Art Industry News: Insider Trading Rumors Swirl Around CryptoPunks Following a 957 Percent Spike Ahead of Noah Davis Appointment + Other Stories
Plus, a public art show marks the 25th anniversary of the Hong Kong handover, and Russia's Hermitage director gives a chilling interview.
Art Industry News is a daily digest of the most consequential developments coming out of the art world and art market. Here’s what you need to know on this Monday, June 27.
NEED TO READ
Hermitage Director on Culture’s Role in Ukraine Conflict – For the first time, Hermitage director Mikhail Piotrovsky spoke directly about Russia’s invasion of Ukraine. In a chilling interview with the official government newspaper Rossiiskaya Gazeta, he likened the country’s exhibitions abroad to the Ukraine offensive, calling them “a kind of ‘special operation,’ which a lot of people don’t like. But we are coming. And no one can be allowed to interfere with our offensive.” (The Art Newspaper)
Retired British Geologist Appeals Jail Term – Jim Fitton, 66, has filed an appeal of his 15-year prison sentence, handed down by an Iraq court earlier this month after he attempted to smuggle artifacts from the country. The retired geologist collected 12 stones and fragments of broken pottery as souvenirs while touring the site Eridu; he says he was told that the pieces had no economic or historical value. (Evening Standard)
CryptoPunk Trading Activity Sparks Insider Trading Rumors – The day before news broke that Christie’s NFT guru Noah Davis would leave the auction house to become brand lead of CryptoPunks, trading volume for the cartoon-punk NFTs spiked 957 percent (relative the the previous 30-day average). Key buyers like Gary Vaynerchuk, an investor in CryptoPunks’ parent company Yuga Labs, have denied accusations of insider trading. (ARTnews)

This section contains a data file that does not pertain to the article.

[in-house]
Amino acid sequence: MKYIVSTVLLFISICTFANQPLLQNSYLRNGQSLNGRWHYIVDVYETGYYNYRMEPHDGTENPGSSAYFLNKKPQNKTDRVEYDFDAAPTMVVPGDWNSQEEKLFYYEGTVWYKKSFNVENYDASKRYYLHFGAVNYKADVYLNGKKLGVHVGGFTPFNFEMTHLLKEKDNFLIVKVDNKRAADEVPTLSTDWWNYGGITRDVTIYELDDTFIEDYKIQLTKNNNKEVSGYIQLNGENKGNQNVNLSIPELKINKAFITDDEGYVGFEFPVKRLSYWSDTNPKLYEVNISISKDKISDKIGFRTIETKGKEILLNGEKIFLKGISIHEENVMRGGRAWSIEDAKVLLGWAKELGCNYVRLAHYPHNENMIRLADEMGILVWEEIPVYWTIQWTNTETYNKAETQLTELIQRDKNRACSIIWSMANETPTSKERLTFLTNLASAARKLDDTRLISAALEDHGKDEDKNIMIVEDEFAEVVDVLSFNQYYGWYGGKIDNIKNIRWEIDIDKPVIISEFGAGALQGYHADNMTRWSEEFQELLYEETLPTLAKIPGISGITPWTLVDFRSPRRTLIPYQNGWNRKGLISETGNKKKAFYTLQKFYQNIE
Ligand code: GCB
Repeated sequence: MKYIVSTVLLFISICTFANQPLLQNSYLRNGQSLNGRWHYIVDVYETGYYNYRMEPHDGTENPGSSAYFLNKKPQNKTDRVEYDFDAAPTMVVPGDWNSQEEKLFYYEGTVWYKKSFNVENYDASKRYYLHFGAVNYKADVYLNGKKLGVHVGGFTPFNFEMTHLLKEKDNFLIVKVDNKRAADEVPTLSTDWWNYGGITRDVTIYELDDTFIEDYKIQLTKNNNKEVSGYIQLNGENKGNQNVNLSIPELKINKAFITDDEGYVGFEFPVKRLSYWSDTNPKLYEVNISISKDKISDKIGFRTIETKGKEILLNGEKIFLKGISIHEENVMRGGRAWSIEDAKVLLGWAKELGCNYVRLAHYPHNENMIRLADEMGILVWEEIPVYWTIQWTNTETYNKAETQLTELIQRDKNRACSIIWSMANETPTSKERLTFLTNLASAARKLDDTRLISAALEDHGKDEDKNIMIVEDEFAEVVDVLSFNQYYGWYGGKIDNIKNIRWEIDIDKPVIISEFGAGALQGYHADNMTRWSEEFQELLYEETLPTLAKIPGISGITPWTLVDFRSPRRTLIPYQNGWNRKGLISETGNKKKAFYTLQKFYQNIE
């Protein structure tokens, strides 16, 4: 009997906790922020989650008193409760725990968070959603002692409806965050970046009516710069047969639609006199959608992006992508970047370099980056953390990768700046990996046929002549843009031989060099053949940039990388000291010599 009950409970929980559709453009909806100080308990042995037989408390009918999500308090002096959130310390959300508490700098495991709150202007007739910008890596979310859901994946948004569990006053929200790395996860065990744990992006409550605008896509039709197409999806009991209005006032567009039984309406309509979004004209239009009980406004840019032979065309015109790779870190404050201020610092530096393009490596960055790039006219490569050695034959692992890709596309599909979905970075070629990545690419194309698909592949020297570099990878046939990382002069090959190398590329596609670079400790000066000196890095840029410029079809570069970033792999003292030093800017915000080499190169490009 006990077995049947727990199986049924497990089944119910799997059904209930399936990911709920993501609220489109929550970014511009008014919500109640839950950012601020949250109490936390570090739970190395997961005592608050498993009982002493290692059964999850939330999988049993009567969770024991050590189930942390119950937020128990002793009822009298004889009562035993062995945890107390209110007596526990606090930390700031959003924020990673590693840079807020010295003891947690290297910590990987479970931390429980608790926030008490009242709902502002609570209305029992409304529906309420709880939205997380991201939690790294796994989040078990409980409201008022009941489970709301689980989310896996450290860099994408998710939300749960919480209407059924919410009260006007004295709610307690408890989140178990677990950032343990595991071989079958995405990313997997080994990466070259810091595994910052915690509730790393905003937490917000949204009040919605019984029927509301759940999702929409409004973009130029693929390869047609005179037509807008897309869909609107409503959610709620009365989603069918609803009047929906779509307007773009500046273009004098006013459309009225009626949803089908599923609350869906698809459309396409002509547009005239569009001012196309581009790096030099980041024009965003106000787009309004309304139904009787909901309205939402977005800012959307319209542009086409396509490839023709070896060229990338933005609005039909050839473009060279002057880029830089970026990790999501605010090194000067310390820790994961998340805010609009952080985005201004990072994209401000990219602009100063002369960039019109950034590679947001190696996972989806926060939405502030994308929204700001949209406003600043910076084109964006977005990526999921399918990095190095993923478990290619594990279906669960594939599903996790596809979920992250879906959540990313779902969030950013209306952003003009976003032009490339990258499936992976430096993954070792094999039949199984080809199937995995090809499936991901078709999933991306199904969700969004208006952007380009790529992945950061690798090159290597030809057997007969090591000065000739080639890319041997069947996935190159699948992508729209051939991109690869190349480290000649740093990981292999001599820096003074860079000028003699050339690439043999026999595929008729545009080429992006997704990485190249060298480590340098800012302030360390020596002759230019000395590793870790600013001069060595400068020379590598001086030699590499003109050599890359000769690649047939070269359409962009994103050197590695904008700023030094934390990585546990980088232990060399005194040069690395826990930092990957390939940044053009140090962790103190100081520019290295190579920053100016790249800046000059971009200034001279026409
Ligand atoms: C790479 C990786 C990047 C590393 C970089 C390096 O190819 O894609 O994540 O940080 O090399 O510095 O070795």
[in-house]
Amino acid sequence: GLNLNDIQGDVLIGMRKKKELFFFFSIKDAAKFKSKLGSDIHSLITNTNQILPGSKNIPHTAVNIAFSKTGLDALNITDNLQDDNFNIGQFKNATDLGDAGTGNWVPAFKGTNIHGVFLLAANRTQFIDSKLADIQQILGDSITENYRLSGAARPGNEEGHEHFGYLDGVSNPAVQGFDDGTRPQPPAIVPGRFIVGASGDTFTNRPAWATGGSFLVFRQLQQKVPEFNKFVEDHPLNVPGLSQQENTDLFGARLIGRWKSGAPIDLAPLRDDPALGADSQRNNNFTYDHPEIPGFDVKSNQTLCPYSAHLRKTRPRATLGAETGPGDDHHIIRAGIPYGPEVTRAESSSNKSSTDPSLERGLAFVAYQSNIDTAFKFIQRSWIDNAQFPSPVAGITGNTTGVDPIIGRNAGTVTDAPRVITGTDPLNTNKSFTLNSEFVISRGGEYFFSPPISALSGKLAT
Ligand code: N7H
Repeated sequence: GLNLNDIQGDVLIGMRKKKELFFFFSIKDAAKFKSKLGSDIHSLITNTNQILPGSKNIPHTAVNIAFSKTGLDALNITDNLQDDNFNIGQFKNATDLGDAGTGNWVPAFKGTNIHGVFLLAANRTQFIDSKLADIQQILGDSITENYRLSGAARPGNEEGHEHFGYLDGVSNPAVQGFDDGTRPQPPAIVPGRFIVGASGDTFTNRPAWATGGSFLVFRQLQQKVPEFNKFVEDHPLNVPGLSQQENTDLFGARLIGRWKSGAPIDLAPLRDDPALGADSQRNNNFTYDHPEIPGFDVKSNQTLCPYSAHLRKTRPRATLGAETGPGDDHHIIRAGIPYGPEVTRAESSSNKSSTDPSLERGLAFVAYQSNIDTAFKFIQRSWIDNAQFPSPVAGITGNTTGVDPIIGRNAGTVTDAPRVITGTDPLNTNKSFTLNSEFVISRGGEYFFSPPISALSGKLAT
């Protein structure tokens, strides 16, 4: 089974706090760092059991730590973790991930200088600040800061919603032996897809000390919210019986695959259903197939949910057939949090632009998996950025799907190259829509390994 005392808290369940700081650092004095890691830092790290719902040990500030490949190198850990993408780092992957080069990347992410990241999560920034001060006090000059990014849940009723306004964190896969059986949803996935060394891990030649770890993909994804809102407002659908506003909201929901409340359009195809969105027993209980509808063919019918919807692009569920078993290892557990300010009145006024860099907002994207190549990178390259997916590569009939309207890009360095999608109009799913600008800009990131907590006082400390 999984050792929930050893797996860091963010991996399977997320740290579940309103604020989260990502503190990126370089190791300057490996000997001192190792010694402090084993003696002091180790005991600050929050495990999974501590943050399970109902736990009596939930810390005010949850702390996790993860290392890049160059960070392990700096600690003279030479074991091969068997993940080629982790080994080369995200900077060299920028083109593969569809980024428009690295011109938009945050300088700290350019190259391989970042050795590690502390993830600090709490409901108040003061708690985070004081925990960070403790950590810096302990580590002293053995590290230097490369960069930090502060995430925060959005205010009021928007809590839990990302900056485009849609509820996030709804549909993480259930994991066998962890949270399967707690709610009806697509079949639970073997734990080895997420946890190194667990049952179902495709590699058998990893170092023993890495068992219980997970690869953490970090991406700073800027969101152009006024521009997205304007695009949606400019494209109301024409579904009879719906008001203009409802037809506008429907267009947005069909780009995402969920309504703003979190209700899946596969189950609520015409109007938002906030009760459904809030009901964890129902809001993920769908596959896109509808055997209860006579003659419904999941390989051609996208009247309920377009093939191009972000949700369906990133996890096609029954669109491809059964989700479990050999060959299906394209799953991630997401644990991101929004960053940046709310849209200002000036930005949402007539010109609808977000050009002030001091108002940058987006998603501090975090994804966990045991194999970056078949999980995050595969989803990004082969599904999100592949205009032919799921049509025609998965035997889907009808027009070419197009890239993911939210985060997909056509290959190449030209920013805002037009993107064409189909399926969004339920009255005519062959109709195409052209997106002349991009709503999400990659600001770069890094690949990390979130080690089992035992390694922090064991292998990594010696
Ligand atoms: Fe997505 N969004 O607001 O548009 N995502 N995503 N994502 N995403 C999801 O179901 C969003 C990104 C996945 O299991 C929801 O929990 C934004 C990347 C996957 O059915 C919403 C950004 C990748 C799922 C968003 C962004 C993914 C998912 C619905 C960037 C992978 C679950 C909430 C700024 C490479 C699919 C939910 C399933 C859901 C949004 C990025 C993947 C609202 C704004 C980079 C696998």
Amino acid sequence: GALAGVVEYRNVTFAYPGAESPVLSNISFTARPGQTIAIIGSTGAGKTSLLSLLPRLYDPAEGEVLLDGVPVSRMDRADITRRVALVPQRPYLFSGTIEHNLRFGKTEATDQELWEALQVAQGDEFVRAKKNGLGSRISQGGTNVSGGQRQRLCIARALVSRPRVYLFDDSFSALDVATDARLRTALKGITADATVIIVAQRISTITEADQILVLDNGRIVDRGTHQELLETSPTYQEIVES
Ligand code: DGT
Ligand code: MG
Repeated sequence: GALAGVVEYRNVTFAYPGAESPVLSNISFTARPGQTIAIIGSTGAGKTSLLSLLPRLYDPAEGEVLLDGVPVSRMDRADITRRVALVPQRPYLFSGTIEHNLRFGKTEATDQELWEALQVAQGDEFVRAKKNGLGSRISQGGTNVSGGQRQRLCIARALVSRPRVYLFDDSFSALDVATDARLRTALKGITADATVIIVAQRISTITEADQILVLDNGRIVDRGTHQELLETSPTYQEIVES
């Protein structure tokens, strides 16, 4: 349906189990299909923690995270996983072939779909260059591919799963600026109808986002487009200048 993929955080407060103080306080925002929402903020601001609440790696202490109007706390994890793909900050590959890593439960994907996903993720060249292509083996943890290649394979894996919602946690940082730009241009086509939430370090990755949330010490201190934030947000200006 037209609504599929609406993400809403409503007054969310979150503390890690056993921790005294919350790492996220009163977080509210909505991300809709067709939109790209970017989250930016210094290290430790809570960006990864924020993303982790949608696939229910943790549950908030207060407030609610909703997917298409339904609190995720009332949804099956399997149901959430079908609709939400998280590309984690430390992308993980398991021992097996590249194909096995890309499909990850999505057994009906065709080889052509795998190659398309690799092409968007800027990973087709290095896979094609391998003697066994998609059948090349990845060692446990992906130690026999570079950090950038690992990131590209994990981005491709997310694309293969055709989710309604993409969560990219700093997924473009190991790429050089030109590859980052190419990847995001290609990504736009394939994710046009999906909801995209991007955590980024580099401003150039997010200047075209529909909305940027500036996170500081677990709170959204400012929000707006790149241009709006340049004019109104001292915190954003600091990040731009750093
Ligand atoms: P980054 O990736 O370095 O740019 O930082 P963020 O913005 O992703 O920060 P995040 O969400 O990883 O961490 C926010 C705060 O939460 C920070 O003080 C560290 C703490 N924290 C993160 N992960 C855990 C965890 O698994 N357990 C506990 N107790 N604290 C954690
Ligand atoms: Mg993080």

More Than 150 Cultural Sites Lost of Destroyed in Ukraine – A total of 152 cultural sites in Ukraine have been partially or totally destroyed since Russia’s invasion of the country on February 24, according to UNESCO’s most updated report. Sites affected include 70 religious buildings, 30 historical buildings, 18 cultural centers, 15 monuments, 12 museums, and seven libraries. (UNESCO)
MOVERS & SHAKERS
Lisa Sutcliffe Named Photography Curator at the Met – Sutcliffe previously served as curator of photography at the Milwaukee Art Museum and, before that, as assistant curator of photography at the San Francisco Museum of Modern Art. At the Metropolitan Museum of Art in New York, she will focus on post-1960s photography and time-based media. (Press release)
Faculty at ArtCenter College of Design in Southern California to Unionize – More than 60 percent of the art school’s faculty members voted to form a union after nearly two years of organization. The staff will become part of the California branch of the American Federation of Teachers, which is affiliated with the country’s largest federation of unions, the American Federation of Labor and Congress of Organizations. (The Art Newspaper)
Dallas Museum to Reassess Security After Vandalism – The Dallas Museum of Art has committed to hire an independent security consultant as part of a review and reassessment of its security measures after a man broke into the museum earlier this month and destroyed four artworks. (Dallas Morning News)
Dora Maar’s Pictures Go on Sale in Paris – A collection of around 750 unpublished photos by the pioneering photographer (and former lover of Picasso) Dora Maar hits the block at Artcurial in Paris today. The photographs were taken during her stint with the Surrealists in Paris from the 1920s to the end of 1940s. (Guardian)
FOR ARTS SAKE
Hong Kong Public Art Project Marks Handover Anniversary – The Hong Kong government has organized an exhibition of 13 large-scale, colorful sculptures on both sides of the Victoria Harbor to spread positivity ahead of the the 25th anniversary of the handover of Hong Kong’s sovereignty from Britain to China on July 1. “Art@Harbor” includes work by Victor Wong and the Hong Kong design studio Whiteground. Following the implementation of a national security law in 2020, the city has seen an exodus of both locals and expats. (South China Morning Post)
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